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Yoga and Mindfulness
Michelle VanderPlaats, Health & Wellness Teacher
students doing yoga


What do you think of when you hear the word “Yoga” ? I bet the image of downward dog or bending your body into the shape of a pretzel comes to mind. Yoga means to unite the body, mind and spirit. The practice of yoga has the potential to heal anxiety and stress because it develops compassion and respect for oneself and all beings, and because it helps create connection within oneself and connection to others. Yoga can be a very impactful practice for self-care because it teaches you the power of the breath. Learning yogic breathing techniques helps to reduce anxiety and stress! 

When you are stressed out, your sympathetic nervous system (fight or flight) is working in overdrive. Taking a deep breath activates the parasympathetic nervous system (rest and digest) for your body to relax. Deep breathing sends a signal to the brain to allow the body to achieve calm. Conscious breathing seems like it would be simple, but most of us have a hard time sitting still and just focusing on breathing. I challenge all Panthers to find a few minutes of stillness to focus on your breath everyday. If you master this, you're doing yoga. If you would like to learn more about the power of breath read the book, Breath: The New Science of a Lost Art, by James Nestor. 

students doing yoga
students doing yoga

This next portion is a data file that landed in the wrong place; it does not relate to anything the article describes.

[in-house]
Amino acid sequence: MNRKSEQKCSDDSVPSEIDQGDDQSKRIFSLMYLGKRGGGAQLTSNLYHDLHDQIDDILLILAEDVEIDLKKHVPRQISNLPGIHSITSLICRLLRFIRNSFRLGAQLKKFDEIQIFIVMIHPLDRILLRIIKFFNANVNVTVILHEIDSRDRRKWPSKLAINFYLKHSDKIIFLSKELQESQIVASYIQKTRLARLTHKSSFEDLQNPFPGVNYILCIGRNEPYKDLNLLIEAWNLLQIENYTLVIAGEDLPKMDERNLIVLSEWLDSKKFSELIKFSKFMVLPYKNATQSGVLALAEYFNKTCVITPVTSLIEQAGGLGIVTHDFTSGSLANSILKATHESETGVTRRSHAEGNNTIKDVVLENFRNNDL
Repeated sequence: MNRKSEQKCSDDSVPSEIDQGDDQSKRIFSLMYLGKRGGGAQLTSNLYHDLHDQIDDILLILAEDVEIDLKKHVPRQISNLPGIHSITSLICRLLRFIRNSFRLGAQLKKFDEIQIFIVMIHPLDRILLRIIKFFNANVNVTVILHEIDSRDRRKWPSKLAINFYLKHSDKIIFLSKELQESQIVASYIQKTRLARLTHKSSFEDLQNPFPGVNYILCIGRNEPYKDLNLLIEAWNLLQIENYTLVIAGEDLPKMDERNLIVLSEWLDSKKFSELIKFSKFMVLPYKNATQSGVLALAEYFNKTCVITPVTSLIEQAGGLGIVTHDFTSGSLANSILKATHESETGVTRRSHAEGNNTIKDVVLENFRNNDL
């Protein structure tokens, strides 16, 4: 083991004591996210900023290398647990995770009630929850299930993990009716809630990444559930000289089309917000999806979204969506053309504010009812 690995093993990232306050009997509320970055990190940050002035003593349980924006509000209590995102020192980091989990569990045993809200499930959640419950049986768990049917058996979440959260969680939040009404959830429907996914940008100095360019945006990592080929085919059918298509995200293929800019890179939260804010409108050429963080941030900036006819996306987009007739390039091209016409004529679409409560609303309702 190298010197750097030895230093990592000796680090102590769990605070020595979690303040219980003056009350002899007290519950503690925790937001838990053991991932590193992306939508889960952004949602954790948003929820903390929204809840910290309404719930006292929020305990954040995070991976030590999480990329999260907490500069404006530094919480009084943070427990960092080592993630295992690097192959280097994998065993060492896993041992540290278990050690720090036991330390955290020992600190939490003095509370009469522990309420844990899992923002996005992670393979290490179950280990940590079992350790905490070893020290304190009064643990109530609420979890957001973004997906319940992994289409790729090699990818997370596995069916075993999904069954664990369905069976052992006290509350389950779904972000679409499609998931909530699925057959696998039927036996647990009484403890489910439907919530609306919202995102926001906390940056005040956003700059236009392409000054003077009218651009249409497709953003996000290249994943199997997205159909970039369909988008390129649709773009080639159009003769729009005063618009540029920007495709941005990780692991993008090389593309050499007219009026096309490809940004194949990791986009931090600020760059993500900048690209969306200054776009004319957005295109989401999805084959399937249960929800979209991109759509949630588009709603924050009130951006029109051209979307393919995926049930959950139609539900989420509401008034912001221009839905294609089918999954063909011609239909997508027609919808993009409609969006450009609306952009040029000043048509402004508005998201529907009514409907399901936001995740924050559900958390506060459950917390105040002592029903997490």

Research suggests that school-based yoga might help reduce anxiety, tension, and stress. Children and adolescents are exposed to a variety of stressors at school and at home. These stressors can range from extreme, chronic stress such as living through abuse, to relatively minor stressors such as test anxiety and peer friendships. Adolescents with unmanaged stress are at a higher risk for developing mental health issues such as anxiety disorders, which is why some researchers have explored whether school-based yoga might help reduce anxiety, tension, and stress.  

students doing yoga

Recently, Park Tudor partnered with University High School to undergo research on the effects of yoga and mindfulness. Each week eighth grade students participate in a yoga  and meditation class. They are asked to take an evaluation survey with questions related to how they are feeling at the beginning and the end of class.  Many of the eighth graders (especially females) are saying they feel less stressed and more empowered to face challenges after spending time doing active yoga and “chill” time in meditation. A few students have asked for more resources to use at home, like Headspace and InsightTimer, both popular meditation apps. On the flip side, many eighth grade boys are a little more reluctant to participate in yoga and meditation and do not feel like it benefits them yet. I think they will feel the benefits of yoga eventually and at the very least will remember it later in life when they need a self-care practice.  

students doing yoga
students doing yoga
students doing yoga

Overall, creating the space for yoga at Park Tudor has integrated a calming experience in students’ lives, and the Irsay Family Sports Center for Health and Wellness is a beautiful space to lead classes. While many of the middle school students would rather be doing physical activity in the Murphy Fieldhouse, they still find comfort in the yoga practice. Park Tudor continues to implement best practices with research on the brain and the effects of self-care practices, including yoga and mindfulness. I am excited to be part of this cutting edge research and I look forward to teaching a Yoga and Mindfulness class in Upper School this Fall.

michelle vanderplaats

Michelle VanderPlaats
Health & Wellness Teacher